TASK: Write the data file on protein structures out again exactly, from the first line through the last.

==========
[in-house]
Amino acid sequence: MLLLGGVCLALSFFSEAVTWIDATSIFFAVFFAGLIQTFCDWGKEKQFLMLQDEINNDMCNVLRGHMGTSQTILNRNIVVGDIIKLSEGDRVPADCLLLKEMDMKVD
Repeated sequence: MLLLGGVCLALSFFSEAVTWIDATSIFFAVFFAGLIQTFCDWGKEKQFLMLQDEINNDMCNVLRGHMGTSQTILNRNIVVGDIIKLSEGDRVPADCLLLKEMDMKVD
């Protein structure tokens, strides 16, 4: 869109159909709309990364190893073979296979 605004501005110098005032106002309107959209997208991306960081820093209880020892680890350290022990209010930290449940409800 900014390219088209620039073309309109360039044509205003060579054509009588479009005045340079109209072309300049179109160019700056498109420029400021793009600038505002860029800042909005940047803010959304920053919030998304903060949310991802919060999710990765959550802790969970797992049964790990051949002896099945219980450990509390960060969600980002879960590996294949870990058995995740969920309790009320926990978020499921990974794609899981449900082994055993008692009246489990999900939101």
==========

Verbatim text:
[in-house]
Amino acid sequence: MLLLGGVCLALSFFSEAVTWIDATSIFFAVFFAGLIQTFCDWGKEKQFLMLQDEINNDMCNVLRGHMGTSQTILNRNIVVGDIIKLSEGDRVPADCLLLKEMDMKVD
Repeated sequence: MLLLGGVCLALSFFSEAVTWIDATSIFFAVFFAGLIQTFCDWGKEKQFLMLQDEINNDMCNVLRGHMGTSQTILNRNIVVGDIIKLSEGDRVPADCLLLKEMDMKVD
């Protein structure tokens, strides 16, 4: 869109159909709309990364190893073979296979 605004501005110098005032106002309107959209997208991306960081820093209880020892680890350290022990209010930290449940409800 900014390219088209620039073309309109360039044509205003060579054509009588479009005045340079109209072309300049179109160019700056498109420029400021793009600038505002860029800042909005940047803010959304920053919030998304903060949310991802919060999710990765959550802790969970797992049964790990051949002896099945219980450990509390960060969600980002879960590996294949870990058995995740969920309790009320926990978020499921990974794609899981449900082994055993008692009246489990999900939101």